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Saturday, 3 March 2012

The Banana Sessions Revisited - Kilmarnock (25/02/12)

As promised here's yet another review of the Banana Sessions gig from Kilmarnock.
Similarities and differences abound. Enjoy.
Many thanks to Alana Anthoney for supplying it. Mucho gracios.

Dirty Martini's review - 25-02-12 (spelling and grammer might be ridiculous, I am a hopeless dyslexic)

What a weekend to be in Ayrshire, or anywhere near the Ayrshire music scene for that matter.
Matt Scott playing Tuts, a frankly majestic line-up at Su Casa in Ayr featuring Mark & The Mystics, Little Fire, Julie Doogan & my personal favourites of the Shire, Melisa Kelly & The Harmless Thieves.
But even those were not enough to keep me away from Dirty Martini’s for The Banana Sessions, the band I have been slightly obsessed with over the past 3 months. But we’ll get to them shortly.

It was a very different night in Dirty’s from any other I’ve seen in Killie in a very long time; probably from the days of The Sanctuary, if anyone remembers those good old days? Tonight is very varied in style from what Killie and indeed Dirty’s is used to.

Fife’s Homesick Aldo oozes cool from the second he walks into the building. Looking like a cross between 80’s Bon Jovi and 90’s Alexis Arquette (What about a young John Cooper Clarke Alana?) he turns Kilmarnock into New Orleans for an all too short yet gripping set, harmonica in hand and, presuming by his gruffly blues vocals, cigarettes in pocket. Nothing around sounds quite like this.
If we’re going to call it blues, then it’s vibrant blues, bursting with energy and colour.

It got very Hip Hop for a while and the downstairs bar was a-flutter with talk about Hector Bizerk. Popular amongst their peers in Glasgow where the duo hail from, many people are excited about this male rapper and female drummer combo. It’s an interesting concept for a local band and an idea that could go one of 2 ways; luckily for this pair, Killie are digging their style and it’s not long before the majority of the crowd are getting really into the set. “Man Up” is a big crowd pleaser which spits lyrics about local and worldwide political let downs, which is almost unexpectedly observed by this seemingly “non-educated delinquent” looking word-gun.

Loki, another Glaswegian rapper, unfortunately doesn’t kick and punch quite as effectively as Hector. I notice that a few of the crowd seem to have lost interest in the Hip Hop and have either floated off for a fag or are enjoying casual conversation amongst themselves whilst Loki spits derogatory lyrics about prostitutes with fag burns on their skin… lovely. It’s not that Loki is bad; I’ve seen him wow crowds in Pivo Pivo many times, however tonight I get the feeling that Kilmarnock are just not used to this. There is a fantastic and frankly fascinating underground Hip Hop scene in Glasgow with plenty of dedicated followers, a few of which can be heard in the crowd tonight, but mainly the crowd seem a little under appreciative of the bad boy political poet before them.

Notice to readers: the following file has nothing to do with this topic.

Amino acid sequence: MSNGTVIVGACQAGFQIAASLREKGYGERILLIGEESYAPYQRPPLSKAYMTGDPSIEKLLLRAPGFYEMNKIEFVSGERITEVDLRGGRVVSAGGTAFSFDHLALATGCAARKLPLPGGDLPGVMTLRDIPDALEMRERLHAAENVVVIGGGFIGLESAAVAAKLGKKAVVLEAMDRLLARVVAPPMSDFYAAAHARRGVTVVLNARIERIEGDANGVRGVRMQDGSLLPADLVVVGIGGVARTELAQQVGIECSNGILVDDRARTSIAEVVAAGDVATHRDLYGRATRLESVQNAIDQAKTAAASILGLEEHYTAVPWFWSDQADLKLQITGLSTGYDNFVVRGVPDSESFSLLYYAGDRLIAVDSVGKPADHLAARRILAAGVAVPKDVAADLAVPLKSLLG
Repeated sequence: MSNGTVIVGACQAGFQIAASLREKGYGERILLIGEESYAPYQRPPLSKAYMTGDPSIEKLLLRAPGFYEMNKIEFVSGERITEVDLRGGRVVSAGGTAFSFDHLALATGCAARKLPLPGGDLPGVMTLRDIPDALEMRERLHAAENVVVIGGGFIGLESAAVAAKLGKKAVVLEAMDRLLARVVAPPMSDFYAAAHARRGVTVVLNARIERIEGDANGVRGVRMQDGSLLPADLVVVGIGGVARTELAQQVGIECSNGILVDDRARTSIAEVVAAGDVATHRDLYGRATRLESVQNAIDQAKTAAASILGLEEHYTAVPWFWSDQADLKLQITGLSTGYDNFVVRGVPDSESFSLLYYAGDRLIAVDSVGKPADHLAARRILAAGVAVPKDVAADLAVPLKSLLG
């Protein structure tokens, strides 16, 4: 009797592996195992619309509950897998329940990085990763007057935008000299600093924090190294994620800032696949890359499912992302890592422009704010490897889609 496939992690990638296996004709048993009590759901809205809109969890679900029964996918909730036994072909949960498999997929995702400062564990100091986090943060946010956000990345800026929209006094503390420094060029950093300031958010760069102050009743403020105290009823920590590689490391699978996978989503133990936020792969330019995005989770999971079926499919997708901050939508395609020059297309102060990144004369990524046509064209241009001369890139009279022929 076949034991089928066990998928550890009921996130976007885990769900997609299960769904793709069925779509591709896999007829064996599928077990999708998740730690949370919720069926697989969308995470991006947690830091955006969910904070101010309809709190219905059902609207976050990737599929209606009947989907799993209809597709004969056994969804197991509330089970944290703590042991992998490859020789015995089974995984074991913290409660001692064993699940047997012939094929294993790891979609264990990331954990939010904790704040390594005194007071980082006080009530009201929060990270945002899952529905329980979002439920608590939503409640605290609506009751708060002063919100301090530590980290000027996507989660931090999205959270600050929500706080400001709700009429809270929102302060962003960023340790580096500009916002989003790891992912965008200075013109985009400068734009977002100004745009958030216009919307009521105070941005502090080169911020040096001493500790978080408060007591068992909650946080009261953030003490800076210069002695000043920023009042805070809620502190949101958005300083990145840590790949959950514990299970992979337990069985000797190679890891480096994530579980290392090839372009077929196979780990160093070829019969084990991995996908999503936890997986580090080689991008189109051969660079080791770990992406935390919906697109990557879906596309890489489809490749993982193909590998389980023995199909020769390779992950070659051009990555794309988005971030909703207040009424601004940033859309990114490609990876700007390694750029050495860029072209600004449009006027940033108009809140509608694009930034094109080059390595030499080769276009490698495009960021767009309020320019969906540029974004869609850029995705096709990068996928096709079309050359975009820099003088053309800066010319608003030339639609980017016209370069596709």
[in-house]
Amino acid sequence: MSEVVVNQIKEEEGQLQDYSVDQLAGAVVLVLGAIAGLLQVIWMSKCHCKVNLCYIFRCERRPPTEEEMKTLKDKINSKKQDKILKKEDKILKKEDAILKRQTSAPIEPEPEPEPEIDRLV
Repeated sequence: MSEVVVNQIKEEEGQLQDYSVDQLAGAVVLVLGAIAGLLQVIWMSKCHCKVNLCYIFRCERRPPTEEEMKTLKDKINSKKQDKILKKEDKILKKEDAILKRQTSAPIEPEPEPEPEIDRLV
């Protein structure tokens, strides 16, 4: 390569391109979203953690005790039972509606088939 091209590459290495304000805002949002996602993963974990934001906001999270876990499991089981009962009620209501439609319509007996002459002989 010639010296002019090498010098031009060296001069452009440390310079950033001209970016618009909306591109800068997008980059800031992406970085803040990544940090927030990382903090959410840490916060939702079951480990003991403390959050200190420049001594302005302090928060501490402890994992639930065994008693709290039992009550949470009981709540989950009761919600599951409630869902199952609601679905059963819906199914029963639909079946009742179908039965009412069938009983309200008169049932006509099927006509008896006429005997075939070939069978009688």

Next up are the glorious Girobabies who bounce on with as much enthusiasm as always. Mingling styles of indie,
Brit pop & sometimes hip hop, Giros are at their best in front of a crowd like this, glowing with energy that we have come to expect. They are tight tonight, maybe it’s because, as lead singer Mark points out before they start, all of the people in tonight’s line up have actually met and played together before!
Mark is the quintessential local front man, giving a good bit of banter and some audience interaction. He is joined on stage for a short time by Nicolette who I’ve seen perform on the same bill as the Giro’s, doing cute parodies of modern pop song, but singing them about jobbies. But tonight, the shit is off the table & her sweet vocals are a great juxtaposition with Mark’s gruff Glaswegian slur. It’s defiantly stuff to get the feet tapping, but not even this could have possibly prepared Kilmarnock for was about to hit them; The Banana Sessions!

I became aware of The Banana Sessions only around 4/5 months ago when a friend Facebooked me a YouTube link to The Drunken Dormouse. Since then I’ve been strangely addicted to the Edinburgh 5 piece, who have been popular on the UK festival scene (including Wickerman & Glastonbury) for the past 3 years or so.
When I told my 8 year old brother I was going to see The Banana’s tonight he was actually crying to come to the pub with me. Literally EVERYONE loves these guys.